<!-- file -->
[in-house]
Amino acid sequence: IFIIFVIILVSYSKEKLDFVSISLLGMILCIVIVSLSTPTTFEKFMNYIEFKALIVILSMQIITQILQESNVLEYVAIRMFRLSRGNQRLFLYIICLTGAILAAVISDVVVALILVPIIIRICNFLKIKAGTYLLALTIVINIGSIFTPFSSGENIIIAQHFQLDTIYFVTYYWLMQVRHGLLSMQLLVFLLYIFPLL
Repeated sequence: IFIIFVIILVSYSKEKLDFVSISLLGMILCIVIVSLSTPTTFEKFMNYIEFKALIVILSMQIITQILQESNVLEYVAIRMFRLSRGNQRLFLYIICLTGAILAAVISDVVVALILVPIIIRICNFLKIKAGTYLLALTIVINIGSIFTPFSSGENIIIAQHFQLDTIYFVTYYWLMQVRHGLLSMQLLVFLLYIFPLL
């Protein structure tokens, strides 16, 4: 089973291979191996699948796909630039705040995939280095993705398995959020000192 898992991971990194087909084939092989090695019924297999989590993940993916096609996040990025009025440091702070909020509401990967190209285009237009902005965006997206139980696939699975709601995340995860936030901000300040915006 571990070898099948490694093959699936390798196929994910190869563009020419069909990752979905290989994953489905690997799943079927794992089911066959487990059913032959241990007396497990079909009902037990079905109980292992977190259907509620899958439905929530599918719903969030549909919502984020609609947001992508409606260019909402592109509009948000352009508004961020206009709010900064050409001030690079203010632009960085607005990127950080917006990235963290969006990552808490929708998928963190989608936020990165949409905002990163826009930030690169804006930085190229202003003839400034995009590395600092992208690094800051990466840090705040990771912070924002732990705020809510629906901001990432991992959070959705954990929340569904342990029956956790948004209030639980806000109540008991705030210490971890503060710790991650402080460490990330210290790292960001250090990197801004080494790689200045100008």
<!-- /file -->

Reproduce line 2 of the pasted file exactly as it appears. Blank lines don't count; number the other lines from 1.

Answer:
Amino acid sequence: IFIIFVIILVSYSKEKLDFVSISLLGMILCIVIVSLSTPTTFEKFMNYIEFKALIVILSMQIITQILQESNVLEYVAIRMFRLSRGNQRLFLYIICLTGAILAAVISDVVVALILVPIIIRICNFLKIKAGTYLLALTIVINIGSIFTPFSSGENIIIAQHFQLDTIYFVTYYWLMQVRHGLLSMQLLVFLLYIFPLL